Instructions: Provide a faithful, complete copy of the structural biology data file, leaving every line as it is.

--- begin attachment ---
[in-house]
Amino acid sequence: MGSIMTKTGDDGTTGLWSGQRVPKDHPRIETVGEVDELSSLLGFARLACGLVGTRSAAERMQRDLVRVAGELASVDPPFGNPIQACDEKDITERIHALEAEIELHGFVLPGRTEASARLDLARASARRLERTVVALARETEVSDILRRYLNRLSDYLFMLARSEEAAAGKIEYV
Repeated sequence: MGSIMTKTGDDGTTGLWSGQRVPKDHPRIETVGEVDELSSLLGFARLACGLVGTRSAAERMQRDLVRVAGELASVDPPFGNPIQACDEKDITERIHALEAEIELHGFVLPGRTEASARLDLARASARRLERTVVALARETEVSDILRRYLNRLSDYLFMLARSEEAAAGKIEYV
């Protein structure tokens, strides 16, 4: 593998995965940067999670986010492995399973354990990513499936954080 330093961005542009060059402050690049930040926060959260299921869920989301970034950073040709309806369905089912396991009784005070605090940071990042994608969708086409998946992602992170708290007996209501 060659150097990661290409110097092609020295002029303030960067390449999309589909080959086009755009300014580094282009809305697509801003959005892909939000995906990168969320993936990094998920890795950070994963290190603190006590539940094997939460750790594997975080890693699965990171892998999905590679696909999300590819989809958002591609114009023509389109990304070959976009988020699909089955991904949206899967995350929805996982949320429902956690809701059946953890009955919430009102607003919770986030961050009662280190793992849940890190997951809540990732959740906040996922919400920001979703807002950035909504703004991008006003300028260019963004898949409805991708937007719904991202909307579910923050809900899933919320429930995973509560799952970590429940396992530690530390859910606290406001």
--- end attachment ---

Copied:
[in-house]
Amino acid sequence: MGSIMTKTGDDGTTGLWSGQRVPKDHPRIETVGEVDELSSLLGFARLACGLVGTRSAAERMQRDLVRVAGELASVDPPFGNPIQACDEKDITERIHALEAEIELHGFVLPGRTEASARLDLARASARRLERTVVALARETEVSDILRRYLNRLSDYLFMLARSEEAAAGKIEYV
Repeated sequence: MGSIMTKTGDDGTTGLWSGQRVPKDHPRIETVGEVDELSSLLGFARLACGLVGTRSAAERMQRDLVRVAGELASVDPPFGNPIQACDEKDITERIHALEAEIELHGFVLPGRTEASARLDLARASARRLERTVVALARETEVSDILRRYLNRLSDYLFMLARSEEAAAGKIEYV
């Protein structure tokens, strides 16, 4: 593998995965940067999670986010492995399973354990990513499936954080 330093961005542009060059402050690049930040926060959260299921869920989301970034950073040709309806369905089912396991009784005070605090940071990042994608969708086409998946992602992170708290007996209501 060659150097990661290409110097092609020295002029303030960067390449999309589909080959086009755009300014580094282009809305697509801003959005892909939000995906990168969320993936990094998920890795950070994963290190603190006590539940094997939460750790594997975080890693699965990171892998999905590679696909999300590819989809958002591609114009023509389109990304070959976009988020699909089955991904949206899967995350929805996982949320429902956690809701059946953890009955919430009102607003919770986030961050009662280190793992849940890190997951809540990732959740906040996922919400920001979703807002950035909504703004991008006003300028260019963004898949409805991708937007719904991202909307579910923050809900899933919320429930995973509560799952970590429940396992530690530390859910606290406001």